New Podcast Episode – Chauvigny


The town of Chauvigny in the Vienne region of France has always been one of our favorites. Dennis spent a couple of years there as a boy and since we have been working on our Via Lucis project, the Collegiale Church of Saint Pierre atop the hill that dominates the town has fascinated us. If that were not enough, there is another Romanesque church in the center of town, Notre Dame de Chauvigny.

In this episode, PJ and Dennis talk about the churches and life in Chauvigny, and especially the fertile medieval imagination shown by the sculptors of the capitals in the church of Saint Pierre de Chauvigny.

Capital, Collégiale Saint-Pierre, Chauvigny (Vienne) Photo by Dennis Aubrey

This podcast can also be found at the following hosting sites along with all of our other previous episodes.

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Please listen and if you are so inclined, follow and comment. We are anxious for feedback on this newest Via Lucis venture.

10 thoughts on “New Podcast Episode – Chauvigny

  1. Love hearing this. I, too, loved Chauvigny, though I didn’t have the adventures you had. Just remember holding onto Mom’s hem when we went out, holding out my hands and closing my eyes, pretending I was blind. Thinking how the French people must be thinking, “Ah, poor little American girl.” I was all of four years old!

  2. Your fascinating blog has been bringing back memories of Art School days for me. The name of Chauvigny seemed to ring a bell although I have never been there. I have just discovered a long forgotten project I did at Art School and sure enough I had illustrated one of the capitals at Chauvigny – a monster devouring someone. I had called the project ‘The Spirit of Medieval France’.

    Regarding the names of medieval sculptors I see that for part of the project I translated an article from ‘Paris Match’ dated January 1961 featuring the sculptor Gislebert – ‘the unknown of Autun.’ He had been described by Malraux as a Romanesque Cezanne.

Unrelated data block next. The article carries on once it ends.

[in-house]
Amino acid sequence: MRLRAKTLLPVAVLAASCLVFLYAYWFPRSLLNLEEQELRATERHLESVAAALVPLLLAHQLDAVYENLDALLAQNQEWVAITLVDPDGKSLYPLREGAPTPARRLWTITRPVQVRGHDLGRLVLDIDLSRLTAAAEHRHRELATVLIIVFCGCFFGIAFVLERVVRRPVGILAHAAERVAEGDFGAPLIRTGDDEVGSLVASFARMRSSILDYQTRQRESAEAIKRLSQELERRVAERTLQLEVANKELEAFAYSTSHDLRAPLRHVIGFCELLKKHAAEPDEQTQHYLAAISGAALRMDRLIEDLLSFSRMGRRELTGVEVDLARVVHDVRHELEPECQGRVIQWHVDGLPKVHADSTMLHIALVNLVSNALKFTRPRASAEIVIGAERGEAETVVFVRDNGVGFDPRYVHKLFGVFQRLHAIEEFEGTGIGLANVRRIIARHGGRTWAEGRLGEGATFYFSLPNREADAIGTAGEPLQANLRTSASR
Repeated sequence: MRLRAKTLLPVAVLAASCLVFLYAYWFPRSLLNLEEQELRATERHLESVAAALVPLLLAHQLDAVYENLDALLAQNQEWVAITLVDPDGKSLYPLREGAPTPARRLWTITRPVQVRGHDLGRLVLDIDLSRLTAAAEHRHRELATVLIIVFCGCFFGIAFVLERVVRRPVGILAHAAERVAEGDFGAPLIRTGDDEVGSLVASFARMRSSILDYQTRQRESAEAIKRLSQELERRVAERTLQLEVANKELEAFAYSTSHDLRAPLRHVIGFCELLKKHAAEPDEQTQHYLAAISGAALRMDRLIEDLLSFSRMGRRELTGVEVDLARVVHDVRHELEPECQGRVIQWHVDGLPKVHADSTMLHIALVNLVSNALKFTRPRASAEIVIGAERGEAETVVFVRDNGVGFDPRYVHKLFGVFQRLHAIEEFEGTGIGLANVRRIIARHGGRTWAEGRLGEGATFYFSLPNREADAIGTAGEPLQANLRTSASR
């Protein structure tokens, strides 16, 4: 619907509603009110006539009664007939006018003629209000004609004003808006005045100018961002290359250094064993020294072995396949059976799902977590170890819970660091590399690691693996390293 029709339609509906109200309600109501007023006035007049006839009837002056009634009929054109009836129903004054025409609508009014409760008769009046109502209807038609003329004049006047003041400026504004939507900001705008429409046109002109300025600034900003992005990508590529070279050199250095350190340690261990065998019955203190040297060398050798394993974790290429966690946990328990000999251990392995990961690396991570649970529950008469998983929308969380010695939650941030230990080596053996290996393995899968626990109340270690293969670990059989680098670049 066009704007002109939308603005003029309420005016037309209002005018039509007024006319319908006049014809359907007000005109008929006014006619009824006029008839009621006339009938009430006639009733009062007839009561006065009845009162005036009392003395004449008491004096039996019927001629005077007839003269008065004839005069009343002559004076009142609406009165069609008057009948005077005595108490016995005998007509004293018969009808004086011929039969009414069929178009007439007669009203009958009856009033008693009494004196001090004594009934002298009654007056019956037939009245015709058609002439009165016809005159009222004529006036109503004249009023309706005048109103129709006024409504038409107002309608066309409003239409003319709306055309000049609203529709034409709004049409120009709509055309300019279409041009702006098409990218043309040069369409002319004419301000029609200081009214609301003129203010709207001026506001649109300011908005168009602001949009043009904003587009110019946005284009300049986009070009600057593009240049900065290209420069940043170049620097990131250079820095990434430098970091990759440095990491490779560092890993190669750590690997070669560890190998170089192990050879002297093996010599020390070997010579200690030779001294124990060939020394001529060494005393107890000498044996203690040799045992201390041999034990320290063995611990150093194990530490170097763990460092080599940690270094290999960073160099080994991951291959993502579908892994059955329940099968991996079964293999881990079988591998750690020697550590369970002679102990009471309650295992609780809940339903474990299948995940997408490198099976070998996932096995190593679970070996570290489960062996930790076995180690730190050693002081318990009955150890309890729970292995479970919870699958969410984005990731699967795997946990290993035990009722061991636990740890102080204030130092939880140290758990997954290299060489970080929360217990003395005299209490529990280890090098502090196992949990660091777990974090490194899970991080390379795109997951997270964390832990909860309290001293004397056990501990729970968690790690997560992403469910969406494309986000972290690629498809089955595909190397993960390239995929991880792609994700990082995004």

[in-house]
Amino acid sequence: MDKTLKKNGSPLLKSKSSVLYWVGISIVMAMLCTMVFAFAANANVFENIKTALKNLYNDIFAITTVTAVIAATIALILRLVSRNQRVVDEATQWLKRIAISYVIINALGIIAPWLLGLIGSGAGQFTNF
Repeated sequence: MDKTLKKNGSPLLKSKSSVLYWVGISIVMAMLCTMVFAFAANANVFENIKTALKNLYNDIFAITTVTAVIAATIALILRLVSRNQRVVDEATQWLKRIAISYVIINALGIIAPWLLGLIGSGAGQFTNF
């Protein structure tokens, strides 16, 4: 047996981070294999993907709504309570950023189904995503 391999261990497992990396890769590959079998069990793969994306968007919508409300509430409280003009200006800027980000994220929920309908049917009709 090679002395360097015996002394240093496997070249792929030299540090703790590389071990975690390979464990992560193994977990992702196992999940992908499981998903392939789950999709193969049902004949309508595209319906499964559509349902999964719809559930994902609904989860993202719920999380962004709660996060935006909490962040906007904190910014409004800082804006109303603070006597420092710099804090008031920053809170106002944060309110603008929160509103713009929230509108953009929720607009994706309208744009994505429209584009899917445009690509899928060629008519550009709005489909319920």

According to Paris Match the words ‘Gislebertus hoc fecit’ (It is I Gislebert who has done this work) was the first time a signature of this importance had been seen. Research by an Oxford professor and a local priest after WWII revealed that Gislebert had worked in his youth on the supports at Cluny, then he had come to Vezelay … then later he spent 10 years at Autun.

    How I wish I had kept the original article!

    1. Elizabeth, of course Giselbertus hoc fecit is one of the most famous, but there is a Robertus in Lessay and a few others as well. Giselbertus is on the gorgeous Autun tympanum, but other than Gofridus, all the rest seem to be discrete.

      1. Also does not a Bishop include in his blessing ‘qui fecit caelum et terram?’ (who MADE Heaven and Earth)

  3. An interesting theory by Linda Seidel who until my latest googling adventures I had not heard of before. Her theory does not convince me either – surely ‘fecit ‘ comes from the verb’ to make’? ‘I made this’ seems to me obviously the work of the sculptor or perhaps those working under him but a patron? No I don’t think so!

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